Ever feel like you need to bring an interpreter with you to the grocery store to translate the phrases plastered on both packaged and fresh foods? Don’t feel bad—food manufacturers are known for using misleading labels that allude to a food having redemptive benefits when the opposite is true.
Consumers—probably including you!—are sick of being tricked and have increasingly shown that they care about what they’re putting in their bodies. According to research on packaging and consumer behavior in 2020, “38% of consumers are willing to purchase a newly launched product with clear product information.”
But that clarity isn’t easy to come by. The Food and Drug Administration is constantly looking for ways to regulate the claims food manufacturers make on their packaging, but it’s still up to you to understand the real meaning behind various food terms. Consider this your cheat sheet. Read on, and for more on healthy eating, don’t miss 7 Healthiest Foods to Eat Right Now.
Grass-fed is one of those terms that’s hard to pin down. Although children’s books suggest all cows graze on grass, that’s not the case in modern agriculture. Usually, cows are kept in cages, fed a grain-based diet of corn and soy, and are injected with growth hormones, steroids, and antibiotics. The result is a cut of beef (or milk) that is high in inflammatory saturated fats.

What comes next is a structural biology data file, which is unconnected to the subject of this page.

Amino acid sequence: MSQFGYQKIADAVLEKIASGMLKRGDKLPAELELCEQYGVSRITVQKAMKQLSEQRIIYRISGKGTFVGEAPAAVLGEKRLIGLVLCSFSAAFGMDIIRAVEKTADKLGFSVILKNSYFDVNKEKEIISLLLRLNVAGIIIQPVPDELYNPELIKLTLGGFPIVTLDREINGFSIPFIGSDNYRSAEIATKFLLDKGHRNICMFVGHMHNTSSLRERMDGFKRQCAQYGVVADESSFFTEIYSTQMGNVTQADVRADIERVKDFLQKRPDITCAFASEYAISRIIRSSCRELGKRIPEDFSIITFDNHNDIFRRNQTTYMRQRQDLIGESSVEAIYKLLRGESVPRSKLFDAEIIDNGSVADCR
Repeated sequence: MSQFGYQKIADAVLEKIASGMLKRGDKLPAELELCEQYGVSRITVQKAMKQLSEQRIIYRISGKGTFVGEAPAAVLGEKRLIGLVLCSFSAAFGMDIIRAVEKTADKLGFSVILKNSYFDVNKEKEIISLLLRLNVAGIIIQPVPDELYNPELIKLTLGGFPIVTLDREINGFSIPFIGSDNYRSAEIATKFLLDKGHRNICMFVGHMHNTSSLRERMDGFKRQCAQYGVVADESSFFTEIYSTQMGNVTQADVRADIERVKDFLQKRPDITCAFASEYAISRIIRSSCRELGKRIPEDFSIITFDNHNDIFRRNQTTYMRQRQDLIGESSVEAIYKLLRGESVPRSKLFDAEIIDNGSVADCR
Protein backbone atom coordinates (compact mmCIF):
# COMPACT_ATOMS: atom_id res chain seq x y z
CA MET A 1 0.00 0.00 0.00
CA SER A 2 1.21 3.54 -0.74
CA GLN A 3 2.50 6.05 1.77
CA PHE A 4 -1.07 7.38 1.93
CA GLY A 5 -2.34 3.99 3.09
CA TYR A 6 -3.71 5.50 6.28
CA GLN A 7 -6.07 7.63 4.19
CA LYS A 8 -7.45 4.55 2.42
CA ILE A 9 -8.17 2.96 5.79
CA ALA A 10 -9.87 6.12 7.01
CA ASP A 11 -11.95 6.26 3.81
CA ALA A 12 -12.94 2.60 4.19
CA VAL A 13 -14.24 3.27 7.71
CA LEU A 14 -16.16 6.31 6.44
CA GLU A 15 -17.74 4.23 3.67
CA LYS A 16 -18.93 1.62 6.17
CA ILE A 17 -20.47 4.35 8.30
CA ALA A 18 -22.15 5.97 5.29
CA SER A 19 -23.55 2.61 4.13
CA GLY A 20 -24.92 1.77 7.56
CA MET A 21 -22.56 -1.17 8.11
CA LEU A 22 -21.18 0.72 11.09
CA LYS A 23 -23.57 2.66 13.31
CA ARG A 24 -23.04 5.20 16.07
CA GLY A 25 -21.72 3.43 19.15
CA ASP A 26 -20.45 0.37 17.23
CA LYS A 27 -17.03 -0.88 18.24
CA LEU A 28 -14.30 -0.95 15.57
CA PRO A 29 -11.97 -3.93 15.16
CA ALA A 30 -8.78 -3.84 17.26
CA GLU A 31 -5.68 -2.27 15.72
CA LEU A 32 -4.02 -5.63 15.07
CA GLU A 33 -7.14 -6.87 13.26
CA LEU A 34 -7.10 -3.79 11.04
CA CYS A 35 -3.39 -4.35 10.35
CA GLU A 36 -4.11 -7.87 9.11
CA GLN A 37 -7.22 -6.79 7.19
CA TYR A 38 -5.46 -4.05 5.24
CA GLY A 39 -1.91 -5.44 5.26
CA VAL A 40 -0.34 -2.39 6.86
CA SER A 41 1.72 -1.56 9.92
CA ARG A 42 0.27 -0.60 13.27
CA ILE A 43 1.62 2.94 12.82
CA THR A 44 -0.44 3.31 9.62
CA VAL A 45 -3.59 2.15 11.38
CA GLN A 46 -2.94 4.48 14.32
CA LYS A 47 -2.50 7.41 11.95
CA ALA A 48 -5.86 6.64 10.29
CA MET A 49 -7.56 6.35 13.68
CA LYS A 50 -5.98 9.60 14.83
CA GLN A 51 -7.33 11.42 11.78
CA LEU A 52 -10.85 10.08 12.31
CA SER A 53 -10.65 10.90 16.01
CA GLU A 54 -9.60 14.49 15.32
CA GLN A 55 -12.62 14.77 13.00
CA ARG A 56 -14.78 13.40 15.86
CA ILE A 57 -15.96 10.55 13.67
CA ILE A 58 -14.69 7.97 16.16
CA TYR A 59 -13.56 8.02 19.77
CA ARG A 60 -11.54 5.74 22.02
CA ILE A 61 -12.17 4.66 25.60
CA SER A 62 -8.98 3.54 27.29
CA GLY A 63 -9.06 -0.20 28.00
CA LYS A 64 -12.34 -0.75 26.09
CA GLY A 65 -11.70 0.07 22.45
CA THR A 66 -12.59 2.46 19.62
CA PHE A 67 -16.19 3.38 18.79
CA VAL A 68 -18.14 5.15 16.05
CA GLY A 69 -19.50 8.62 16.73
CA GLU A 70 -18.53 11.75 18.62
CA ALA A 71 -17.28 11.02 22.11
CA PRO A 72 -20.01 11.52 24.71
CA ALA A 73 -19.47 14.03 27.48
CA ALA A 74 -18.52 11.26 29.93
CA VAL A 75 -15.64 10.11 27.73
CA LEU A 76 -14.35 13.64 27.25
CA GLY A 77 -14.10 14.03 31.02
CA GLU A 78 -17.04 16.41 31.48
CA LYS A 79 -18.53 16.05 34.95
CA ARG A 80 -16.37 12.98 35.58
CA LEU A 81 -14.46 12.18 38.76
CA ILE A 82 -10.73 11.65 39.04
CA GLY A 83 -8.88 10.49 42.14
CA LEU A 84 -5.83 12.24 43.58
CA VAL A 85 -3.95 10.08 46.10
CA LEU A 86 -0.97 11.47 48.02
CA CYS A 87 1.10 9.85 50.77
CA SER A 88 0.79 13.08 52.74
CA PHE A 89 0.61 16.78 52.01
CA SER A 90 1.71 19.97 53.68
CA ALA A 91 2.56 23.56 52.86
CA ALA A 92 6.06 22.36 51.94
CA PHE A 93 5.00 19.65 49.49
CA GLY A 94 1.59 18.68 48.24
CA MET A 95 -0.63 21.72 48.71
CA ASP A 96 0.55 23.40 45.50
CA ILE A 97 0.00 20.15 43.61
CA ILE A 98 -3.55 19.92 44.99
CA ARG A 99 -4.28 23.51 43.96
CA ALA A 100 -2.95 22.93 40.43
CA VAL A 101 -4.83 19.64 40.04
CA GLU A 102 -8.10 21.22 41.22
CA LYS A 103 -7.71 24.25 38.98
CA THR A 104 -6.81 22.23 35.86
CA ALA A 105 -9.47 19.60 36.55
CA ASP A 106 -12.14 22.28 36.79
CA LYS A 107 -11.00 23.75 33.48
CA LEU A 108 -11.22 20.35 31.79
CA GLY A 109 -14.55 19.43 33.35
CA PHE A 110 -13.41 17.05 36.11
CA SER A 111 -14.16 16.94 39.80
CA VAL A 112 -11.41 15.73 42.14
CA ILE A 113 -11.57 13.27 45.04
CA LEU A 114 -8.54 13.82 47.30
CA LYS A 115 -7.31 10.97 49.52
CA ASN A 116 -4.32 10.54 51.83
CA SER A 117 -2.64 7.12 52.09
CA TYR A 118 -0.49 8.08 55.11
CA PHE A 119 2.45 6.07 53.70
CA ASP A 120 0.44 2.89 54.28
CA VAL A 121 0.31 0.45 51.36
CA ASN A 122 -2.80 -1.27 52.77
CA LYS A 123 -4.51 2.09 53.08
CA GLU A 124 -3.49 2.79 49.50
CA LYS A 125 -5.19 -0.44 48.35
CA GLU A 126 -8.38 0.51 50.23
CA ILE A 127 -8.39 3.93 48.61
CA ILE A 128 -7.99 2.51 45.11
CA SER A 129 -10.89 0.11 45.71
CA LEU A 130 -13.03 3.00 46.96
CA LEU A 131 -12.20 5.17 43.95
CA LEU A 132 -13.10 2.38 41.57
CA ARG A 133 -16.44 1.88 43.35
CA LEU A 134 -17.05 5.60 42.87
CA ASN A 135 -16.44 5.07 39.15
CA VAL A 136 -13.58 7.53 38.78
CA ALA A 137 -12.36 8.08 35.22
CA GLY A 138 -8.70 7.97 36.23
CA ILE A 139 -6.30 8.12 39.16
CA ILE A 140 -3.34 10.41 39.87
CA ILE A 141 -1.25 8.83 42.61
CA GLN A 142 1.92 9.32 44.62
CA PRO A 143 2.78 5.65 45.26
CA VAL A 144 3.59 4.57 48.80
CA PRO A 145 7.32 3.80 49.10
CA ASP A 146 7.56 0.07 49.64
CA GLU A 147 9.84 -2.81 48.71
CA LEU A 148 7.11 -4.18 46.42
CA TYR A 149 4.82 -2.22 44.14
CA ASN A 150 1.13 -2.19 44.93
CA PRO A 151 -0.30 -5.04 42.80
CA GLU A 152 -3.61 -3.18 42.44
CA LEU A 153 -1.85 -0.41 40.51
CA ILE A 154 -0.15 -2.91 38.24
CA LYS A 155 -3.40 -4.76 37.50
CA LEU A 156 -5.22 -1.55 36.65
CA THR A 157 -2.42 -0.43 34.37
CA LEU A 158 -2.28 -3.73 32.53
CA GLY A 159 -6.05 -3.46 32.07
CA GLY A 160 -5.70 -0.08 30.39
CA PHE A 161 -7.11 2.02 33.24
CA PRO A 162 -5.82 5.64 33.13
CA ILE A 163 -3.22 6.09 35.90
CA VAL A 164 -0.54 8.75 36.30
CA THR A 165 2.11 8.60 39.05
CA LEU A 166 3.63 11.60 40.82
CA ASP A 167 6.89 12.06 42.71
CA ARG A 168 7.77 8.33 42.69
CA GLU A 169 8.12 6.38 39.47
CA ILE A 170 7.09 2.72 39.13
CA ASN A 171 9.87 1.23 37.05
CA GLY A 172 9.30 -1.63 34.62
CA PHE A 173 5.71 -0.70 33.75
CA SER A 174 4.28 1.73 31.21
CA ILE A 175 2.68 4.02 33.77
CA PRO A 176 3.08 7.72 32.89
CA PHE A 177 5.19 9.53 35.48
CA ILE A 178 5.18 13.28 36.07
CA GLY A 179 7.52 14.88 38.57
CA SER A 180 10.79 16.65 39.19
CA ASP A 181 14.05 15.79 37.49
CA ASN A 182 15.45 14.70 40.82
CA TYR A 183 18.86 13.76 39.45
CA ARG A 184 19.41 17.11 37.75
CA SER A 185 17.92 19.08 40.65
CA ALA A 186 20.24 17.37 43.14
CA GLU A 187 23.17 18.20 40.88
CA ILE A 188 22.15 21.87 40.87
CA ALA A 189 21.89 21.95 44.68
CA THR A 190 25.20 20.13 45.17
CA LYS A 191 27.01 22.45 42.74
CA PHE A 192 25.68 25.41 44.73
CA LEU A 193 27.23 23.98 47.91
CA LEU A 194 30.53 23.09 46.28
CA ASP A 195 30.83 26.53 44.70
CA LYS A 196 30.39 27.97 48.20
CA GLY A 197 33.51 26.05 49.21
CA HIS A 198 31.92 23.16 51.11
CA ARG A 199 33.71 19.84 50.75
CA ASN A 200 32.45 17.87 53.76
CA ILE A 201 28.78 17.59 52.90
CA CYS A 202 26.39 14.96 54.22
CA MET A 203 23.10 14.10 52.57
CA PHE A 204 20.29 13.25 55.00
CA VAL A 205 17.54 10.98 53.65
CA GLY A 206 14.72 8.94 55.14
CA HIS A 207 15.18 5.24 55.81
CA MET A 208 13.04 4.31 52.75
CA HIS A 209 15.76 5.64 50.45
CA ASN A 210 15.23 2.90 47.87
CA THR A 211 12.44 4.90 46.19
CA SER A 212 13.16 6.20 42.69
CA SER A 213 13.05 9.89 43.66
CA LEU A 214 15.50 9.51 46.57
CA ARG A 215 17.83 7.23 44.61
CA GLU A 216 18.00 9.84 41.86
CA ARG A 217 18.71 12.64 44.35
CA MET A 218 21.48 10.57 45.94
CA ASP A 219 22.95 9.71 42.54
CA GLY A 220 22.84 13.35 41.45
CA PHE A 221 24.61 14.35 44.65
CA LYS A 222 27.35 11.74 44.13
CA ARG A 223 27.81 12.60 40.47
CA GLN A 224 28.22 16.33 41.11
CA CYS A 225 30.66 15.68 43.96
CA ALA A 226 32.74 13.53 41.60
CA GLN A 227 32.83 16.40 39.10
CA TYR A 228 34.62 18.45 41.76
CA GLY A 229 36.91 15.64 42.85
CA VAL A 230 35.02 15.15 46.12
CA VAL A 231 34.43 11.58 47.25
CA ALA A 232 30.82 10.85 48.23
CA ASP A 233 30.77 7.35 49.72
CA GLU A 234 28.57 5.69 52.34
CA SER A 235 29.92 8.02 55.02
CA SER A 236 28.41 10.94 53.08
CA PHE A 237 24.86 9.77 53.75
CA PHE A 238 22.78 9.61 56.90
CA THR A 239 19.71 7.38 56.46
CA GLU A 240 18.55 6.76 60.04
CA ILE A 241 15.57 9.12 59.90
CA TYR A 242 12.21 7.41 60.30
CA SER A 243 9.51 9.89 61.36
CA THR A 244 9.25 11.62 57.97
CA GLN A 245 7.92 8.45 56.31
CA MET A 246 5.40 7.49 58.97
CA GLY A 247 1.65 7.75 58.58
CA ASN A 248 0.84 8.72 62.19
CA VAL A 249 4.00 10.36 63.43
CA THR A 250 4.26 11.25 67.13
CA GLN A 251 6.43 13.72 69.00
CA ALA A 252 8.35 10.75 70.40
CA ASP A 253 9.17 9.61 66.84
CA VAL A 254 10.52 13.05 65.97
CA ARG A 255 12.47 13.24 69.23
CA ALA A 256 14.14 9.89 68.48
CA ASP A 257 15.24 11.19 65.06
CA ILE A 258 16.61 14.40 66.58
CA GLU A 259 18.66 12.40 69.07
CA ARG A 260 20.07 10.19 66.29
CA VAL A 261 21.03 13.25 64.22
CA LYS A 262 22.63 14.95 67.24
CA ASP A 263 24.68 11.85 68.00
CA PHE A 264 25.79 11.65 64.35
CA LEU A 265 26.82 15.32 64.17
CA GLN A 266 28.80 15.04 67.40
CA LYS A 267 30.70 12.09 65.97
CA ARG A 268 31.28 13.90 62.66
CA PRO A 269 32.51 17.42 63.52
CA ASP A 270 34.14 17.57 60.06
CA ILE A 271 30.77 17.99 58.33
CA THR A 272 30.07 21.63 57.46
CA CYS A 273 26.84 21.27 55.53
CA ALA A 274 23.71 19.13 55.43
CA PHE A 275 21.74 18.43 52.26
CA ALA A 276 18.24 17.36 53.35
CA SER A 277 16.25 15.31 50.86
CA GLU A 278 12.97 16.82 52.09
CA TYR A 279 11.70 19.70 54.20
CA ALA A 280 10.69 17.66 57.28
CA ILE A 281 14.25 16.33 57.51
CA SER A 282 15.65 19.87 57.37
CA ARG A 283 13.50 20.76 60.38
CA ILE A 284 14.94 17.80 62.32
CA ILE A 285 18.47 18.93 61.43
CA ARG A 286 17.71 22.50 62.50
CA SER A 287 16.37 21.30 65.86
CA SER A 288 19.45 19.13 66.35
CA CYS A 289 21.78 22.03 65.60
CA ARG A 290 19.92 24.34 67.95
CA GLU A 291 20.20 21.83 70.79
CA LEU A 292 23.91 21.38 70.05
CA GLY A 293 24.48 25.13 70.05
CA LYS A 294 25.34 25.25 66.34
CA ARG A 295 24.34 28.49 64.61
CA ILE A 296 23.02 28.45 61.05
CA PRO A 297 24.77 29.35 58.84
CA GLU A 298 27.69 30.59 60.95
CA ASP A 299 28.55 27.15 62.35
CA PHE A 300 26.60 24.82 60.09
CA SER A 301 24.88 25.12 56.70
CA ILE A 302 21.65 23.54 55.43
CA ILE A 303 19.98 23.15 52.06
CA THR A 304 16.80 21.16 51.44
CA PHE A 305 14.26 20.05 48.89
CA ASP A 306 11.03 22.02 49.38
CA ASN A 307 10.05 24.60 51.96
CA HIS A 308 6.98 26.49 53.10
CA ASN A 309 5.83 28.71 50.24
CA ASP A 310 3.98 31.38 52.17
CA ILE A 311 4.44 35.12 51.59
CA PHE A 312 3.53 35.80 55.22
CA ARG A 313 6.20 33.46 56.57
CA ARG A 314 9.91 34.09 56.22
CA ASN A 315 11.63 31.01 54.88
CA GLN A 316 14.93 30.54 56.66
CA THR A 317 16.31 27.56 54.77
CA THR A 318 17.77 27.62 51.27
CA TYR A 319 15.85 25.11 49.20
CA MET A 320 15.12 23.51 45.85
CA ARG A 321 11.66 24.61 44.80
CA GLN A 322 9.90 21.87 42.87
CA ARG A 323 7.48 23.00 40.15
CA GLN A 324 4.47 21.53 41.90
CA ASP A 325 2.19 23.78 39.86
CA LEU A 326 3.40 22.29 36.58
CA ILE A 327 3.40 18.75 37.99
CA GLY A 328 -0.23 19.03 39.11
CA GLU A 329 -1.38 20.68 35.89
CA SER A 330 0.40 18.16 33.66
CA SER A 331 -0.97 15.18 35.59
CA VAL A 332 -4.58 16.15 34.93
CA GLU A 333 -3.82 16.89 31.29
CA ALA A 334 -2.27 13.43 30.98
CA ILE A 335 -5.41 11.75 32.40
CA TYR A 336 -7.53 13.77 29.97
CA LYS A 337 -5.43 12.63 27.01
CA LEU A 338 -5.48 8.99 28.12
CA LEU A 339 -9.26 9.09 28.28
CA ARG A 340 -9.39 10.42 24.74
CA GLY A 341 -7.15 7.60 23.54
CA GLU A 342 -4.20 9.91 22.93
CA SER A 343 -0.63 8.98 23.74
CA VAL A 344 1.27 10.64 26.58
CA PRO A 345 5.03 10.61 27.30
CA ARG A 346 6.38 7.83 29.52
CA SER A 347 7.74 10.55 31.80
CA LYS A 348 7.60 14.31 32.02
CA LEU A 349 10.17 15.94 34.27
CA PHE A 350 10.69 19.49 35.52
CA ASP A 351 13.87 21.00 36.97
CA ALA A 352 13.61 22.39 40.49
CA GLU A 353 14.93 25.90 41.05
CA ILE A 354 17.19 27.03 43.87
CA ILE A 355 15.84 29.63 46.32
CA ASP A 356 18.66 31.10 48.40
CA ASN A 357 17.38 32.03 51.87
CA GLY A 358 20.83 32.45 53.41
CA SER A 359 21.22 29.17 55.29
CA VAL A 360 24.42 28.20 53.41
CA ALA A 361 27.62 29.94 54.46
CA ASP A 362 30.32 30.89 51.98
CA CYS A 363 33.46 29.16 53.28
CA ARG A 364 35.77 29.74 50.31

Meat from cows that are grass-fed are naturally leaner (less fat per gram), have fewer calories than conventional meat, contain higher levels of heart-healthy omega-3 fatty acids and two to five times more conjugated linoleic acid (a type of fatty acid linked to a variety of health benefits). One thing to be aware of: the label grass-fed doesn’t necessarily mean the cow spent its entire life grazing outside; It could mean the cow was kept confined indoors, but given a grass diet.
And organic meat isn’t necessarily grass-fed. Beef from cows fed a certain percentage of grass supplemented with organic grains can still be certified organic. If you want the 100% grass-fed stuff, look for reliable standards like AGA’s Certified American Grassfed or PCO 100% Grassfed.
Want to know if the higher cost of grass-fed is worth it? Read this.
“Grass-fed” is no longer regulated by the FDA, which means cattle could be given a grass diet at some point in their lives, but not for their entire life. But when you see “grass-finished” and “grass-fed” together on a label, that means the animal was given a grass diet for its whole lifespan.